Under cross-examination Thursday, a witness in the preliminary hearing for Modesto defense attorney Frank Carson and five other defendants said she has a pending case against her on possession of methamphetamine.
Eula Keyes, who saw Korey Kauffman on the night before he disappeared, said she did not expect to receive any legal advantage for her testimony. The Turlock resident said she was arrested about two years ago and has made numerous court appearances. Keyes said she faced a single count of possessing meth and attributed the delays to attorney conflicts.
Keyes testified Wednesday that she witnessed incidents in which Carson confronted her and her boyfriend, Mike Cooley, about stealing items from his property in Turlock. Carson and five others are charged in the disappearance and killing of Kauffman.
Prosecutors charge that Kauffman disappeared on March 30, 2012, after he tried to steal irrigation pipes from Carson’s property, which shared a backyard fence with the home where Keys and Cooley lived on Lander Avenue. Kauffman’s body was found in 2013 in a remote area of Mariposa County.
Keyes was cross-examined Thursday by multiple attorneys representing the accused. They peppered her with questions that tested her memory of events and meetings with law enforcement investigators two and three years ago.
At the close of Thursday’s hearing, defense attorney Martha Carlton-Magana said that before the hearing resumes Friday, she wanted details on any promises made by prosecutors to people called to testify in the murder case. When Deputy District Attorney Marlisa Ferreira asked for specific names, Carlton-Magana called out the names of numerous witnesses.
Carlton-Magana, who is representing defendant Baljit Athwal, is expected to continue with questions for Keyes on Friday.
Keyes acknowledged Thursday that during questioning from Cooley’s parole officer after Kauffman’s body was found, she and Cooley learned they were possible suspects. Keyes said they took lie-detector tests.
Defense attorney Percy Martinez asked about a February 2013 interview in which Keyes and her son spoke with District Attorney investigator Kirk Bunch. During that interview, Keyes’ son is reported to have said that Cooley told them the same thing that happened to Kauffman would happen to them. “But Mike would not hurt a fly,” Keyes said.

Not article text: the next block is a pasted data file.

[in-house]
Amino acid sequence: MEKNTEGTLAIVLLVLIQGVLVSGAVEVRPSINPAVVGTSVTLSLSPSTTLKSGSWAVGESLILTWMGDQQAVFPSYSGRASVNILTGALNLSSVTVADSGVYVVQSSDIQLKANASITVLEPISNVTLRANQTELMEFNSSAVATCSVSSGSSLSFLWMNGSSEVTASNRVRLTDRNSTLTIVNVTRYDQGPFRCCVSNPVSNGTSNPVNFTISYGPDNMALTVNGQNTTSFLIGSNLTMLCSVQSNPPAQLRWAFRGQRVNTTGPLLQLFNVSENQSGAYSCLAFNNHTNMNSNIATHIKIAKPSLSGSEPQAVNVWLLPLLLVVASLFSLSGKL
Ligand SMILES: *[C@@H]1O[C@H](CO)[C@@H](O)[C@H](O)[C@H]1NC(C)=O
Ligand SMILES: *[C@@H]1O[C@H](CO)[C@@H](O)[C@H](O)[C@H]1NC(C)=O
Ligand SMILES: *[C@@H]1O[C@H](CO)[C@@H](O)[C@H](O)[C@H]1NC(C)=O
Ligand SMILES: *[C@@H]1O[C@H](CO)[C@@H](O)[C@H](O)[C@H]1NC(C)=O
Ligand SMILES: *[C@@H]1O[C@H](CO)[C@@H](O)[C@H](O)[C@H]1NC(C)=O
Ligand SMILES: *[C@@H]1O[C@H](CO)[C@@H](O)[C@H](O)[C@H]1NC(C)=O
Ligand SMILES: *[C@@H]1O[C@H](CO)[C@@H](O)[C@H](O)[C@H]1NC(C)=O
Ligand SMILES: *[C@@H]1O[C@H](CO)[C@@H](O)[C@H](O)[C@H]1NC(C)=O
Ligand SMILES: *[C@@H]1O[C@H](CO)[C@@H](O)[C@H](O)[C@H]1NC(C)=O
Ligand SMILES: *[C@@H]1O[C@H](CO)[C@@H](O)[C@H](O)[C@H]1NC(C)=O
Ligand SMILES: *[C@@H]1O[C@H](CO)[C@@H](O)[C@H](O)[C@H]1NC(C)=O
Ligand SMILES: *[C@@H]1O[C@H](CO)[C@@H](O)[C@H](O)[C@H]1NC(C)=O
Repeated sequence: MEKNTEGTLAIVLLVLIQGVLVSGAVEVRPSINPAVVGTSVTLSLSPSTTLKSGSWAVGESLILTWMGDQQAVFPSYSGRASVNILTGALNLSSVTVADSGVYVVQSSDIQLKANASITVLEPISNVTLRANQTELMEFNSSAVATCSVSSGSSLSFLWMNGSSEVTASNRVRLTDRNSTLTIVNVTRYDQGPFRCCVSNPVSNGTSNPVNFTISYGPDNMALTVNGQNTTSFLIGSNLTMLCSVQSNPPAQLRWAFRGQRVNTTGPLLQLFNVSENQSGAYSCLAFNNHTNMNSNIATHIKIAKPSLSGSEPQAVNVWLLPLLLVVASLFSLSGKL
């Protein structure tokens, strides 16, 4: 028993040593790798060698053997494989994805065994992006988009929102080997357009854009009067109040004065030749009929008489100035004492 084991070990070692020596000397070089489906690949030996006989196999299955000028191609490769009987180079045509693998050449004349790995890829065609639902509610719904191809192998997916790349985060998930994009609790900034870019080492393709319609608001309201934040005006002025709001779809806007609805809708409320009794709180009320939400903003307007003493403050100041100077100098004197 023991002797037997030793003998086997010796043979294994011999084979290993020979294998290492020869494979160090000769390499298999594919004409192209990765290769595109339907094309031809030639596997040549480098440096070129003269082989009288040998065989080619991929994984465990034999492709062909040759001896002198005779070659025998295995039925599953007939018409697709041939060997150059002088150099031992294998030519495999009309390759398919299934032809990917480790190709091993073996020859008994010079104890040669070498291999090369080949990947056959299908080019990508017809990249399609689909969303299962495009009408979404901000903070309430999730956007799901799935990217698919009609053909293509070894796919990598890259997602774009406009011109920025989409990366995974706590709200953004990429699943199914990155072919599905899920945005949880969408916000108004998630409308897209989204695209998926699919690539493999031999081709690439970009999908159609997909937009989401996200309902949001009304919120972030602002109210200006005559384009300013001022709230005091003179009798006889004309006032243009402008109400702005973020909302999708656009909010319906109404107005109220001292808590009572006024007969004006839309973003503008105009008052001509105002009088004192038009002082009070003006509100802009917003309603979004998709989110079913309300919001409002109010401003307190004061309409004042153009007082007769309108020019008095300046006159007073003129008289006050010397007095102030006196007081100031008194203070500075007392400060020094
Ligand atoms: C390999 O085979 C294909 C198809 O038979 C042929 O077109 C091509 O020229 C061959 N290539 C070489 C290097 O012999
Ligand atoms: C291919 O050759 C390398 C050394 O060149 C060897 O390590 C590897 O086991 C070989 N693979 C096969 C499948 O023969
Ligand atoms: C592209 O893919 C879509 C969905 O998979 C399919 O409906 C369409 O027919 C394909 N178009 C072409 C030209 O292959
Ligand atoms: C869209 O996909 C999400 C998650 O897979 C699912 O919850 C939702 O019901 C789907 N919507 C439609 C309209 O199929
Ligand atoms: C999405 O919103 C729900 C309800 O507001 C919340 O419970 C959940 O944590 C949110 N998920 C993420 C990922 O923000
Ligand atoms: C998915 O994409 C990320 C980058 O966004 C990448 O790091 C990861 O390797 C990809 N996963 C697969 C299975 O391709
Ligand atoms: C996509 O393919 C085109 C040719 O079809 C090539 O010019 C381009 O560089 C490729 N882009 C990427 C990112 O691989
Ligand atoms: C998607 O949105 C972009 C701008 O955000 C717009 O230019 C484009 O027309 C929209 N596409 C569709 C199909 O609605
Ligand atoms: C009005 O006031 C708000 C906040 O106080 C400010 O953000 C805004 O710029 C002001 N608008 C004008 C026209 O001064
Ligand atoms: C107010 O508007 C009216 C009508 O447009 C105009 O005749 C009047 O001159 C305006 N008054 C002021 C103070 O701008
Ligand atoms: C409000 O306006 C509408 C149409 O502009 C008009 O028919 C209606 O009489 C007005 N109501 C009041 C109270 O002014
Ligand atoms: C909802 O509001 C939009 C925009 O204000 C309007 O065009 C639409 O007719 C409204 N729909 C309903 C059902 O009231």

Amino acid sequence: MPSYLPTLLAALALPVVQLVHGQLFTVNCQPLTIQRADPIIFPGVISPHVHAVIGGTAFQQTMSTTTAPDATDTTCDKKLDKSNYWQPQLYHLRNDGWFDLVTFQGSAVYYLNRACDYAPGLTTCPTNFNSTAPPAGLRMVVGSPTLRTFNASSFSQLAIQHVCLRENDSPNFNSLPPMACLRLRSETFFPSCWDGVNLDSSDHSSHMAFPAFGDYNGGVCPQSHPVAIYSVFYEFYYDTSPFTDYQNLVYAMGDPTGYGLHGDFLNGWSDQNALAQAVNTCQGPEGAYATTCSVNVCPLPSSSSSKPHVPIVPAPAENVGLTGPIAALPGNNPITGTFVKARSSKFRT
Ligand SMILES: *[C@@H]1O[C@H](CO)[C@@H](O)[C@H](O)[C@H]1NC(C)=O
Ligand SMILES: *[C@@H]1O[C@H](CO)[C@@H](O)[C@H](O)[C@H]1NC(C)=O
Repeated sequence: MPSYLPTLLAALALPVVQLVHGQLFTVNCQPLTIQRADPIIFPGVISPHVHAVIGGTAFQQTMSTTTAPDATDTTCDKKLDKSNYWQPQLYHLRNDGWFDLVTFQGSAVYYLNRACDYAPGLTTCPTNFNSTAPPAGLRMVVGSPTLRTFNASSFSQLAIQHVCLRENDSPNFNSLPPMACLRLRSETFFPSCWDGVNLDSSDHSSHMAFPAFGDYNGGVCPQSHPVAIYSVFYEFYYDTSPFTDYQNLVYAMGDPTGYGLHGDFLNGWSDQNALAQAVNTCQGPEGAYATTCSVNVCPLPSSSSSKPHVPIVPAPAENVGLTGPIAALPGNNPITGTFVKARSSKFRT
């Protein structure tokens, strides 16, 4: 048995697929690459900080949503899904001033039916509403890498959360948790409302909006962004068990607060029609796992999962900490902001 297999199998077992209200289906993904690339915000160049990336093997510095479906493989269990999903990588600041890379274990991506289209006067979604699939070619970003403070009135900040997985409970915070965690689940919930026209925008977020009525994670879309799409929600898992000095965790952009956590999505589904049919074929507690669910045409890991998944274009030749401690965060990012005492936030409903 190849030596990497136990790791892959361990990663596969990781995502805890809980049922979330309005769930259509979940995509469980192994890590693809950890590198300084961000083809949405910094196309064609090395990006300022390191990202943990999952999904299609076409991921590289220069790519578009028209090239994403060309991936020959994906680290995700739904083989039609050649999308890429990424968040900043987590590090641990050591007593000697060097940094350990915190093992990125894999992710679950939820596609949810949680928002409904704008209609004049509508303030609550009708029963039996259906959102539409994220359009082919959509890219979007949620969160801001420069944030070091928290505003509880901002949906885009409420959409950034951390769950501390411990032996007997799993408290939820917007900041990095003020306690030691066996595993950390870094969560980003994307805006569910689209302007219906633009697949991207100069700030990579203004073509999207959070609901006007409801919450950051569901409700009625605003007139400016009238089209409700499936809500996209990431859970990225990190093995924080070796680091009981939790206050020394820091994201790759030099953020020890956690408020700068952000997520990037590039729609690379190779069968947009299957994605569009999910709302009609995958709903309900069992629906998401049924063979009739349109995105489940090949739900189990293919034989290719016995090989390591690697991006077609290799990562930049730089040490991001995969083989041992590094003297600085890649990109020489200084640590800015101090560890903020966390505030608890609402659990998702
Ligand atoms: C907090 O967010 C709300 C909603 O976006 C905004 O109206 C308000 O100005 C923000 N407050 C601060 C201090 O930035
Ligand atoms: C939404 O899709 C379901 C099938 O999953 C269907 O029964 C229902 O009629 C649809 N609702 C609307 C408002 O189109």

Keyes later said she still maintains a relationship with Cooley, which has its ups and downs.
Keyes said her memory of some events three years ago was hazy. But using her hands, she was able to describe a pile of irrigation pipes on Carson’s property that were 3 to 4 inches in diameter. She testified that after Kauffman disappeared, she saw that some of the pipes had been taken.
Rick Cooley has testified that on March 30, 2012, Kauffman said he was going to steal the pipes.
Keyes testified that Kauffman, a friend who often had dinner at their home, arrived at about 9 p.m. that night on his bicycle pulling a dolly that she owned. Kauffman was at the home with herself, Mike Cooley and Rick Cooley. Kauffman left around 10:30 p.m., saying he was going around the corner, and they never saw him again, she testified.
The next morning, Kauffman’s bicycle with flat tires was in a different spot next to the house, with a wrench lying next to it. Two days later, Keyes called a Turlock police officer to relate her concerns that Kauffman was missing, because she had expected him to return before long, she testified.
Defense Attorney Timothy Rien, representing former CHP officer Walter Wells, challenged her testimony, asking if in fact Mike Cooley had left with Kauffman that night.
Keyes said “no.”
She didn’t seem intimidated when Rien asked, in a series of questions, if she had killed Kauffman, was present when he was killed or had knowledge that his body had been moved.
“We had nothing to do with Korey missing,” Keyes said.
During a discussion with attorneys at the close of the hearing, Judge Barbara Zuniga said she had learned the court proceedings, held in the former U.S. bankruptcy court on 12th Street, were being taped on a video recording system without her permission. Zuniga said she intended to talk with Superior Court officials about stopping the taping.
Martinez said he wanted a copy of the video because of a complaint he was considering. Ferreira explained to Zuniga that hearings at the downtown courthouse were routinely recorded on video for security purposes. Ferreira suggested that Zuniga allow the taping because it offers protection against frivolous complaints about courtroom conduct.
Ken Carlson: 209-578-2321